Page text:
Rauch, Shirley Werner
Women’s Army Corps – World War II
The collection of military memorabilia in the basement of the Mercer County Historical Society includes a poster of a cute young lady posing wistfully in a pseudo-military uniform. She is saying, “I wish I were a man so I could enlist!”
Fortunately, there were more than 400,000 women in the early 1940s who had more sense than that. They enlisted even though they weren’t men, and contributed to victory in countless ways.
One of them, Shirley Werner Rauch, enlisted in the U.S. Army’s Women’s Army Corps early in World War II. She learned how to fly a plane without ever flying a plane, and taught others to fly the same way had she learned. There’s no telling how many lives and planes she saved as a result.
Here’s the secret to that success: She was an instructor on the Link Flight Trainer, a simulator invented by Edwin A. Link in the early 1930s. Through a system of air bellows and electrical devices, it moved in very realistic response to the manipulation of controls like those in an airplane cockpit. A recording device on the instructor’s desk traced the “flight path” of the “plane” on a map or chart. It provided a safe and effective means of training pilots to rely entirely on instruments to fly through zero visibility and night conditions.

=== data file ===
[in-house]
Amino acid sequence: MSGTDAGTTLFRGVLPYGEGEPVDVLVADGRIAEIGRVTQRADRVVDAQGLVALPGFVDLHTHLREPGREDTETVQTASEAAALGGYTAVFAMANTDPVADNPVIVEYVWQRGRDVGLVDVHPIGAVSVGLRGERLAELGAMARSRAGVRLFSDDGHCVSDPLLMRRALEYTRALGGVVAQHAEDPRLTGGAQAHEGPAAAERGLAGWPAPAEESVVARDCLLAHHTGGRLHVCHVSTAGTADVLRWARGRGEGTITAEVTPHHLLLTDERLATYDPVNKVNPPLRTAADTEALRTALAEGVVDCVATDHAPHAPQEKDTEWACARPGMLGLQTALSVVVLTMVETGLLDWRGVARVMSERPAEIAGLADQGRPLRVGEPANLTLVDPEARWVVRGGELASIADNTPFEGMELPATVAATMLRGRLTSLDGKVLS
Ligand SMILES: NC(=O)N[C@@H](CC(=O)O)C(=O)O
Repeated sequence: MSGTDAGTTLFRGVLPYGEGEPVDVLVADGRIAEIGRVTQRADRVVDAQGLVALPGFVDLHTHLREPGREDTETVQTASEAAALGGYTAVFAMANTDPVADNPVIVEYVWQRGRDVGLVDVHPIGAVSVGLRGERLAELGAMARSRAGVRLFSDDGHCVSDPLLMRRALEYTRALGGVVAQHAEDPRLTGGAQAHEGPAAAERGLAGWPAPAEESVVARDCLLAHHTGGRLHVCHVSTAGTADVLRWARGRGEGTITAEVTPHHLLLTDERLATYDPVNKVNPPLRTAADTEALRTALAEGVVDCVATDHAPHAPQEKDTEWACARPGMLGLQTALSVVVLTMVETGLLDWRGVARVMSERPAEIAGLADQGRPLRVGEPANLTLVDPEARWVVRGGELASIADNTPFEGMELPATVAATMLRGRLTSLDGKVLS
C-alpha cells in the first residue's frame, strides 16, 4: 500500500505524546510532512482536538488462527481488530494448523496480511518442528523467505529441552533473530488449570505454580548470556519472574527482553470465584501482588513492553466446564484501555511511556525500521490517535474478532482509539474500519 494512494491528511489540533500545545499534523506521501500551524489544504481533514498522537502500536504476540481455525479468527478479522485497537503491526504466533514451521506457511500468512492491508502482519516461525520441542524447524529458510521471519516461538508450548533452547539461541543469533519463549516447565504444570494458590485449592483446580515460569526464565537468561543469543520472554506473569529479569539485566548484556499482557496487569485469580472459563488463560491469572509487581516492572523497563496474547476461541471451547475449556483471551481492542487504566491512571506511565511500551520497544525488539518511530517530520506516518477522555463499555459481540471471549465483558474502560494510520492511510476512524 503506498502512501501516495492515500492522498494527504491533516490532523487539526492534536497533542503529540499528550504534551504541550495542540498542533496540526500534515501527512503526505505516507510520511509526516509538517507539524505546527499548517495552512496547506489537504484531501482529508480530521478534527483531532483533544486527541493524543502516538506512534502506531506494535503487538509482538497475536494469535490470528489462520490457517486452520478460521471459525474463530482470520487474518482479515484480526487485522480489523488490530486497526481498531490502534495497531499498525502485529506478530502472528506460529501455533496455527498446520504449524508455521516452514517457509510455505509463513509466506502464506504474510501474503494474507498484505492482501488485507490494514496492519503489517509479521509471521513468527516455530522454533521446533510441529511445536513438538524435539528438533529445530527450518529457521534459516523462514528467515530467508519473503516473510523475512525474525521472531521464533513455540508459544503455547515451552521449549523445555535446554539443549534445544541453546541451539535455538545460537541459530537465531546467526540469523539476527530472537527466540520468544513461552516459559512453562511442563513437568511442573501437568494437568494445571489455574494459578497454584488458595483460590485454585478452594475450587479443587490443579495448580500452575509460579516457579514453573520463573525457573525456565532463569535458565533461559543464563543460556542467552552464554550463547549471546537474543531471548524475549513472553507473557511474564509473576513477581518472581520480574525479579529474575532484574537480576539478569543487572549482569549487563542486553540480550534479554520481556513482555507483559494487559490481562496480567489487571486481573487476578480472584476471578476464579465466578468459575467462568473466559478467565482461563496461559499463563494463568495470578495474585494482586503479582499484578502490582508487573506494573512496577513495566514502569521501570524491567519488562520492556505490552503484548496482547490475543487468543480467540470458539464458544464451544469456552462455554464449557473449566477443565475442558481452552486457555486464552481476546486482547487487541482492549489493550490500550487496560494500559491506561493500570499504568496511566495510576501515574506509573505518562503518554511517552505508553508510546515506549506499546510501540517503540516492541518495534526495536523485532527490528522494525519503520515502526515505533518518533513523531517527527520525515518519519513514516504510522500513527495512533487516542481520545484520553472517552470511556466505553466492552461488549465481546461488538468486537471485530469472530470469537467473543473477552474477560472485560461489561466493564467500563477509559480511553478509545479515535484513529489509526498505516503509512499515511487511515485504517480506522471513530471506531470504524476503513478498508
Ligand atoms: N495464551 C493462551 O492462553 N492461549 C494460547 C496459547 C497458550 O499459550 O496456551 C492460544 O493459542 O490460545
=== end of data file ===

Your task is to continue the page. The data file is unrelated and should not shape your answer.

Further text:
However, Shirley wanted to serve her country overseas. She probably would have been delighted with today’s opportunities for servicewomen. At that time, the only duty available was one that would probably have delighted the cute girl on the Historical Society’s poster: telephone operator on the old plug-in type switchboards.
The duty may not have been exciting, but the location was stellar: at the Hotel California on the Champs Elysees in Paris. It also gave her the opportunity to meet up with her father there, Lt. Col. Herbert Werner, who was in Paris working on a project for the 12th Armored Division
Shirley is a charter member of the Women in Military Service for America organization. She has a plaque in her honor for her military Service at the Women in Military Service Memorial at Arlington National Cemetery.